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Images Dated 24th August 2006

Available as Framed Prints, Photos, Wall Art and Gift Items

Choose from 285 pictures in our Images Dated 24th August 2006 collection for your Wall Art or Photo Gift. Popular choices include Framed Prints, Canvas Prints, Posters and Jigsaw Puzzles. All professionally made for quick delivery.


Featured 24 Aug 2006 Print

'On the Old Walls of Verdun', France, June 1916, (1926).Artist: Francois Flameng

'On the Old Walls of Verdun', June 1916, France, (1926). The Battle of Verdun was the longest and one of the bloodiest of the First World War. Although not captured by the Germans the city itself was heavily damaged by artillery bombardments during the battle

© The Print Collector / Heritage-Images

1910s, 1st World War, 20th Century, Art, Arts, Battle, Battle Of Verdun, Building, Buildings, Century, City, Concept, Country, Damaged, Debris, Debris, Destruction, Devastation, First World War, Flameng, France, Francois, Francois Flameng, French, Front, Guy, Location, Lorraine, Male, Man, Men, Meuse, Painting, People, Print Collector2, Rubble, Ruin, Ruined, Ruins, Soldier, Soldiers, Tgn, The Print Collector, Verdun, War, Wartime, Western Front, World War I, World War One, Ww1, Wwi

Featured 24 Aug 2006 Print

'Bombardment of Verdun with Incendiary Shells', France, 25-26 March 1916, (1926).Artist: Francois Flameng

'Bombardment of Verdun with Incendiary Shells', France, 25-26 March 1916, (1926). The Battle of Verdun was the longest and one of the bloodiest of the First World War. The Germans began their offensive on 21 February 1916. The strategic objective of their commander, Erich von Falkenhayn was to ''bleed the French Army white by committing them to a battle of attrition in a sector of the front they would be compelled to defend at all costs. Falkenhayn's grim logic was that with a population twice that of France, Germany could afford to lose two men to every one Frenchman, thus forcing them out of the war. After early successes with the French caught by surprise and with inadequate numbers of troops and artillery, the German advance was gradually halted by desperate counter-attacks. By 11 December the Germans had retreated to their original positions. Casualties were appalling; 434, 000 Germans and 550, 000 on the French side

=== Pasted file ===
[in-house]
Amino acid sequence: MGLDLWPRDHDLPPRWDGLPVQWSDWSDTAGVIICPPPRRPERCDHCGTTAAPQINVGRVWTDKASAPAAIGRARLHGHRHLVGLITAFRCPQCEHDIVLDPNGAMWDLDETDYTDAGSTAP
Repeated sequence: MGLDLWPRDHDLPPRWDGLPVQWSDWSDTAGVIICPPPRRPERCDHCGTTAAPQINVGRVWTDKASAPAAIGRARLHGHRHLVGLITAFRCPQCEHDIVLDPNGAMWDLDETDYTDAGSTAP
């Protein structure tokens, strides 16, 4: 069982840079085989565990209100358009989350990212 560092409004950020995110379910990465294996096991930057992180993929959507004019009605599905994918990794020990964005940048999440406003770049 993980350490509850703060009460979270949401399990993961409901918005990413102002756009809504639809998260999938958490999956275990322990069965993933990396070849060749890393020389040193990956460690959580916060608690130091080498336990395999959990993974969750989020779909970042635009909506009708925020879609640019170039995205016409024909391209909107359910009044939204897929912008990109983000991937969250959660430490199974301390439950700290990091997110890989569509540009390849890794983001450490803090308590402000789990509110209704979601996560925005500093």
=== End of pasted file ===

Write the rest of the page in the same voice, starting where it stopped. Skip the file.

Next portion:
© The Print Collector / Heritage-Images

Featured 24 Aug 2006 Print

Field Marshal Douglas Haig, British soldier and senior commander during World War I, (1926). Artist: Unknown

Field Marshal Douglas Haig, British soldier and senior commander during World War I, (1926). Haig (1861-1928) was commander of the 1st Army Corps of the British Expeditionary Force (BEF) at the outbreak of the war. His troops fought with distinction at Mons and the First Battle of Ypres. In 1915 Haig was promoted to Commander in Chief of the BEF, a post he held until the end of the war. His conduct of the war on the Western Front was controversial. On the one hand, his pursuit of a strategy of attrition and planning of offensives which ultimately made minimal territorial gains at the cost of massive casualties, as at the Somme (1916) and Passchendaele (1917), earned him the nickname 'Butcher Haig'. General John J Pershing, commander of the US army in France, described Haig as the man who won the war, however. He was made a Field Marshal in 1917, and after the war served as Commander-in-Chief of Home Forces until 1921

© The Print Collector / Heritage-Images